“Ask L2” is a weekly series where we answer questions about all things digital.

Question: What fulfillment strategies should my brand consider to compete with Amazon?

As omnichannel capabilities become a critical point of differentiation in a challenging retail environment, brands need to implement various ways to appeal to the consumers needs as well as push-to-store tactics. Brands hoping to provide expedited shipping as the solution will find themselves constantly competing against Amazon, which has rolled out same-day delivery for Prime members in 27 cities—its closest competitor is Macy’s with 17 cities. Currently, 27 percent of Department Store Index brands offer same day shipping in select markets, while 69 percent have invested in providing next day shipping. An alternative shipping option appealing to customer convenience is scheduled delivery, which is offered by 37 percent of Department Store brands.


However, retailers face a potentially costly paradox. Consumers are more likely to purchase online if they can conveniently return items at nearby retail stores. At the same time, online purchases are returned three times more frequently than offline purchases. This dynamic essentially creates a cycle in which retailers can boost e-commerce sales by offering free shipping and in-store returns, but in doing so, encourage customers to return purchases more often. Specialty Retail brands have combatted the inherent costs of returns by continuing to support Free Return Shipping capabilities. While adoption of each of this critical features is up nearly 60 percent year-over-year, the share of brands supporting Free Return Shipping is now double that of brands featuring comprehensive omnichannel capabilities.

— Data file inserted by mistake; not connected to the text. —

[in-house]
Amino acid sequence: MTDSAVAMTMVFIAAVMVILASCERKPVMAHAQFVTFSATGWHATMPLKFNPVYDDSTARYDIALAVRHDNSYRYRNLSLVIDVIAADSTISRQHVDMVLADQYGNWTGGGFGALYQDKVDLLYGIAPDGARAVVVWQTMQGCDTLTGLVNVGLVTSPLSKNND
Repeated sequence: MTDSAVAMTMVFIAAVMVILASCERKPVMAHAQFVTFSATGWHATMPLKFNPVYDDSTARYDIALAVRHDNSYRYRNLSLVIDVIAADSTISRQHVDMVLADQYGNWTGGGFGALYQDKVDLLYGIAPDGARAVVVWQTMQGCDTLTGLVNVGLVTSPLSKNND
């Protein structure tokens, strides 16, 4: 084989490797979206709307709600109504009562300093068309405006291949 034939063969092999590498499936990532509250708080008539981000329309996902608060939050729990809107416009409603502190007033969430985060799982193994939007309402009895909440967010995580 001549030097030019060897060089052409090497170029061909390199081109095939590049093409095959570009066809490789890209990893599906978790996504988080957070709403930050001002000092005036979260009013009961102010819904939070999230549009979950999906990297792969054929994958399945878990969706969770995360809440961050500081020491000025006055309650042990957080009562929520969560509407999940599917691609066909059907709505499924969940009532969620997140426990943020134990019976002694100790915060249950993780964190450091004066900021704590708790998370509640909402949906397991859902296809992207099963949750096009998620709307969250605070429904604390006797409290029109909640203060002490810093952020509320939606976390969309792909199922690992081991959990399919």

Push-to-store tactics drive online traffic into brick-and-mortar stores, including click-and-collect and in-store inventory tracking tools. Sixty-two percent of Department Store Index brands now offer click- and-collect, but overall investment in key omnichannel features on the brand site has slowed. L2 observed no change in the percentage of brands offering find-in-store tools or providing an in-store return policy on the brand site. Only two brands (Kohl’s and Marks & Spencer) provide directions to the store without navigating away from the page. Additionally, picking up in store can become a frustrating experience; customers cite lack of a dedicated pickup area within the store (31 percent) and under trained staff as main causes for long wait times (31 percent).


Kohl’s enables users to check in-store availability at nearby stores, filter results by availability of the selected item, and quickly get directions to the store without leaving the brand site.


Whichever fulfilment approach is executed, brands avoid creating a frustrating customer experience. Investments in store configuration, systems, and staff training are all needed to ensure that omnichannel investments generate desired results.

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